Survey is opening our eyes to the house sparrow’s fate

House sparrows: The varying fortunes of this much-loved feature of urban life have been revealed via

House sparrows: The varying fortunes of this much-loved feature of urban life have been revealed via the RSPB's Big Garden Birdwatch, says James Robinson. Picture: Ben Hall/RSPB - Credit: Archant

The fate of the house sparrow is an example of the value of citizen science, says James Robinson, Eastern regional director of the RSPB.

House sparrows are gregarious birds and have always been closely associated with our homes (hence the name). As we have colonised and expanded our towns and cities, house sparrows have joined us, exploiting our rubbish, making the most of what we have to offer.

'Exploit', however, is an unfair term and nimble adaptation is perhaps more fitting. Over the last century, as our agricultural practices have changed – particularly loss of winter stubble and improved hygiene measures around grain stores – house sparrows sometimes no longer have a choice in whether they'd prefer to inhabit a country or town residence; these avian opportunists have found new homes in our towns and cities.

Quarrels of house sparrows squabbling over scraps on the bird table, and nesting birds flitting from buddleia bushes to the eaves of our homes carrying nest materials are common sights. Incessant chirruping and chirping is a background soundtrack to urban life in many places.

On the surface it looks like an opportunist personality is paying off: house sparrows topped the RSPB Big Garden Birdwatch charts in 2017, with an average of four birds being seen per garden here in the east. If we looked at last year's numbers in isolation, it would be easy to assume that house sparrows are doing just fine.


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Luckily though, here at the RSPB, we have been monitoring house sparrow numbers since 1979 when the first Big Garden Birdwatch took place. Over decades of data-gathering, scientists and conservationists have identified that house sparrows are declining at a worrying rate. From 1979 to 2017, numbers have declined by 57%. Not just in the countryside, but in cities and towns too. Even our greatest avian entrepreneurs can't keep up with our changing 21st-century lives.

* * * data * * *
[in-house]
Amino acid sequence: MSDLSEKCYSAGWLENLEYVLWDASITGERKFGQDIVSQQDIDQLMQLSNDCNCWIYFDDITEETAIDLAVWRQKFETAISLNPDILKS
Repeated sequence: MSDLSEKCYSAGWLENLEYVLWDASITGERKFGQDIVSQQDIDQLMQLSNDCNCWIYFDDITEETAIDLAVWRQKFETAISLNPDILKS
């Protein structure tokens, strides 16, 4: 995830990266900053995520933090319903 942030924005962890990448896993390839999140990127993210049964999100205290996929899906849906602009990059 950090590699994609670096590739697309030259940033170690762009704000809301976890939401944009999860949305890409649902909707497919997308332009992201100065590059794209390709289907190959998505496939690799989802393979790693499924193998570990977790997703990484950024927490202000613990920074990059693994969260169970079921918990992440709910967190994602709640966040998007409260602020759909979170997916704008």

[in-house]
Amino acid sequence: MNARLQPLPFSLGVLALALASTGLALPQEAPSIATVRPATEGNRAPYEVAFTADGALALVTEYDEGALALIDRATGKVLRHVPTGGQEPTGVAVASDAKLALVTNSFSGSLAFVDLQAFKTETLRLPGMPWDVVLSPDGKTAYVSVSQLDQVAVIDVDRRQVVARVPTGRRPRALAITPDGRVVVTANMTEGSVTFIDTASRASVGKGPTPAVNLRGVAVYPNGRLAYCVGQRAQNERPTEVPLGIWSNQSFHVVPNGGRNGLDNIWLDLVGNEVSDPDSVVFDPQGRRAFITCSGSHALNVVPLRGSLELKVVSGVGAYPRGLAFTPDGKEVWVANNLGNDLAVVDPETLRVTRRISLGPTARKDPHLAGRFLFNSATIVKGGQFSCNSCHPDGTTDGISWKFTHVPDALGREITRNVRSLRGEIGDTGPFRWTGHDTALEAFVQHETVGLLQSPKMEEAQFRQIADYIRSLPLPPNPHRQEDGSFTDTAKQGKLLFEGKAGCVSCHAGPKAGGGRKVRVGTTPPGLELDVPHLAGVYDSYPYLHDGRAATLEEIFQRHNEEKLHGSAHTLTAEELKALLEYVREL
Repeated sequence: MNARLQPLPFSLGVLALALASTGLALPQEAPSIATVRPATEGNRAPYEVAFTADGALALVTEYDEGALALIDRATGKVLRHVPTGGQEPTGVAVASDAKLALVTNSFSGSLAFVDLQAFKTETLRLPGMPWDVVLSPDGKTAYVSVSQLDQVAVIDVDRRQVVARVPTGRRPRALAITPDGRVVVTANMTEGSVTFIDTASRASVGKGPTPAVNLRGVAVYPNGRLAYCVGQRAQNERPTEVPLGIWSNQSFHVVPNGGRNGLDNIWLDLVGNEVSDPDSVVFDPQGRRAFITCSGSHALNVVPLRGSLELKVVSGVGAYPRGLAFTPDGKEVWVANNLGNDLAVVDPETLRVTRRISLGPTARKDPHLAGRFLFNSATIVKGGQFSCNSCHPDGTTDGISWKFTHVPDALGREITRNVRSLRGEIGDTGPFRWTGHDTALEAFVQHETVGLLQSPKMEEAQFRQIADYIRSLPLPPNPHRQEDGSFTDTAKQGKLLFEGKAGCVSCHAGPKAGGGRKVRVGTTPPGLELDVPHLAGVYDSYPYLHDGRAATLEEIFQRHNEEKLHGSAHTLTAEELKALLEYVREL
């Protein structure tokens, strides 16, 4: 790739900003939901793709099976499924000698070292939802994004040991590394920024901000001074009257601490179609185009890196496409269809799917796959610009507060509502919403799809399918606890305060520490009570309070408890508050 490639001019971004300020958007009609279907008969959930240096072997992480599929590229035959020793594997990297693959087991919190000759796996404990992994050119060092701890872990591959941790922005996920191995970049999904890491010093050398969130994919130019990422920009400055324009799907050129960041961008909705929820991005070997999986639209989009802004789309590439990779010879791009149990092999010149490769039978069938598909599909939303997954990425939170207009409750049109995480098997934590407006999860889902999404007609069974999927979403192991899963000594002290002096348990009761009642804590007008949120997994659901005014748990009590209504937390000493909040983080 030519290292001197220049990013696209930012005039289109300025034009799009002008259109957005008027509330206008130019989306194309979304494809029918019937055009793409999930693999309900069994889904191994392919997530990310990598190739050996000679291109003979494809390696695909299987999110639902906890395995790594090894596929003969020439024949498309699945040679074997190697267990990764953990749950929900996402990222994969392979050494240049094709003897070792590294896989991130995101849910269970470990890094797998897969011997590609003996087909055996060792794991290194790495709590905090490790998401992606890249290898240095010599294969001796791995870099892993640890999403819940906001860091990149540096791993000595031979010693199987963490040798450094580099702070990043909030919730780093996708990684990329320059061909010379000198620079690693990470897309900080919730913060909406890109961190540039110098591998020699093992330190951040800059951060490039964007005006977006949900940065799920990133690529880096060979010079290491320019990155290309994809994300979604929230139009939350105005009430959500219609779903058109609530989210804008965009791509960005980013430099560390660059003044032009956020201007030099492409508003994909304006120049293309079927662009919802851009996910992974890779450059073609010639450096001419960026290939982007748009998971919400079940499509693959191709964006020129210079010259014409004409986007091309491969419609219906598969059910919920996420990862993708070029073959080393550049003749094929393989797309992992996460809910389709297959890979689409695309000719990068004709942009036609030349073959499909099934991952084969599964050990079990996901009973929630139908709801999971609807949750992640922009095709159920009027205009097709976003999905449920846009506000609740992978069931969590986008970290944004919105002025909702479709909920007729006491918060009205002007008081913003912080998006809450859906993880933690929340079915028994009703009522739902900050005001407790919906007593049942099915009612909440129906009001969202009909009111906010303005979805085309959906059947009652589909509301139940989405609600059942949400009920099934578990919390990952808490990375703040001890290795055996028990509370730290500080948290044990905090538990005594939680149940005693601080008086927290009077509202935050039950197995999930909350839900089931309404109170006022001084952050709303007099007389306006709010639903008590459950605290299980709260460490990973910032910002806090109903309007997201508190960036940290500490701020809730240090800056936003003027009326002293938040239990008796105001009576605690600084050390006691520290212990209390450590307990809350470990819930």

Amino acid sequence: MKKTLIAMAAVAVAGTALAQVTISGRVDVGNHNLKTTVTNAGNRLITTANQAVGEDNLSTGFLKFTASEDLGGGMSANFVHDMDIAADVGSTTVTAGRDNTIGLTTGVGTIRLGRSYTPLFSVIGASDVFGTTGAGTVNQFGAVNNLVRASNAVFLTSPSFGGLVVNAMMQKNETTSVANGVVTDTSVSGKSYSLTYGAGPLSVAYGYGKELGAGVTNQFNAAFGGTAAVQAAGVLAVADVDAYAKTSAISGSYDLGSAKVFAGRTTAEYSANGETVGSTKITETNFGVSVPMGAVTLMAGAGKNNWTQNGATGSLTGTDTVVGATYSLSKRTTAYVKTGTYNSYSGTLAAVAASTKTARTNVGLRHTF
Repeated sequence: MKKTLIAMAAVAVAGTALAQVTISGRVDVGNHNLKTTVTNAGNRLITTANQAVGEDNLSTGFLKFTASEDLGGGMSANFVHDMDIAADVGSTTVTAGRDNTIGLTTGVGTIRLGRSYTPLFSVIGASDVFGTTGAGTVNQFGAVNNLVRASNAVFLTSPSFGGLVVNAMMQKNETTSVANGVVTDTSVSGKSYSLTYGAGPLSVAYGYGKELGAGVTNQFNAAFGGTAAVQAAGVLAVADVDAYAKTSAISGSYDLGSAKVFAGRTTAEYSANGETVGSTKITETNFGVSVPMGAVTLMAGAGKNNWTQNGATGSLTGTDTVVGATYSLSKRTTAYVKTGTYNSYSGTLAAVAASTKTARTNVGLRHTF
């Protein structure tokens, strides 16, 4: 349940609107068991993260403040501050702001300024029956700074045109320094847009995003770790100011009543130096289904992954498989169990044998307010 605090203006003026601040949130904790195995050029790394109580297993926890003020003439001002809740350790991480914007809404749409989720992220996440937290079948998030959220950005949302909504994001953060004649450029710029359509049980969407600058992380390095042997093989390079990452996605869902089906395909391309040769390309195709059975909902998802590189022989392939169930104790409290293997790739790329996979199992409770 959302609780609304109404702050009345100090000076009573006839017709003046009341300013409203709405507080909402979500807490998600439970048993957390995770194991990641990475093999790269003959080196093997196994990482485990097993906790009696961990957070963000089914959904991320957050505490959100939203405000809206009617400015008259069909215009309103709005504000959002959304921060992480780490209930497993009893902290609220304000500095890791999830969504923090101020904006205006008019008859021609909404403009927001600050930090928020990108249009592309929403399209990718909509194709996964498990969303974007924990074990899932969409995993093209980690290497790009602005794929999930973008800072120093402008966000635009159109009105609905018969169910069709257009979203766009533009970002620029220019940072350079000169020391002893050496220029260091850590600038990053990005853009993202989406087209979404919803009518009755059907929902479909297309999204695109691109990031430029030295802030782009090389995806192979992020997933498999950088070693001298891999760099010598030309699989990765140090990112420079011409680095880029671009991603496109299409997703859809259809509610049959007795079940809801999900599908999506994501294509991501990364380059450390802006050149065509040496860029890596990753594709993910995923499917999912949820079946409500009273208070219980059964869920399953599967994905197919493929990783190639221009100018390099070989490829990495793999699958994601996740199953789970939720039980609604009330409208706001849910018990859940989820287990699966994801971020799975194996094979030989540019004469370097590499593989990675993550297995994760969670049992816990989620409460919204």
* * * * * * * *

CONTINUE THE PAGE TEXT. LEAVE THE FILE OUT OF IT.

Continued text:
Possible reasons for this decline include a reduction in the availability of their preferred foods, increased levels of pollution, loss of suitable nesting sites, increased prevalence of disease, and increased levels of predation. However, the exact causes of these rapid declines remain unclear.

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Since identifying the decline, the RSPB and others have undertaken scientific research to learn more about struggles this species faces in urban and suburban centres and hopefully turn their fortunes around.

Yet, without the Big Garden Birdwatch, and other citizen science surveys, we would not have known this research was needed. We could have been blind to a seemingly abundant bird's suffering.

Citizen science is a truly remarkable tool. National surveys like the Big Garden Birdwatch have a place in society. A place in bringing people together, enthusing people about their garden birds, offering people moments of mindfulness, and enabling everyone to do their bit for nature.

We need Big Garden Birdwatch and we need people like you to take part. You will be contributing to vital research at a time when funding for nature conservation becomes ever-tighter, you will be helping to give nature a home. Last year over 76,000 people took part in the east, and close to half-a-million took part nationally. That's data from nearly half-a-million gardens! Imagine this year if we had even more…

Big Garden Birdwatch is happening over January 27, 28 and 29. To sign up for free visit rspb.org.uk/birdwatch and you will receive an RSPB shop voucher, a bird identification chart, and advice on attracting more wildlife to your garden.

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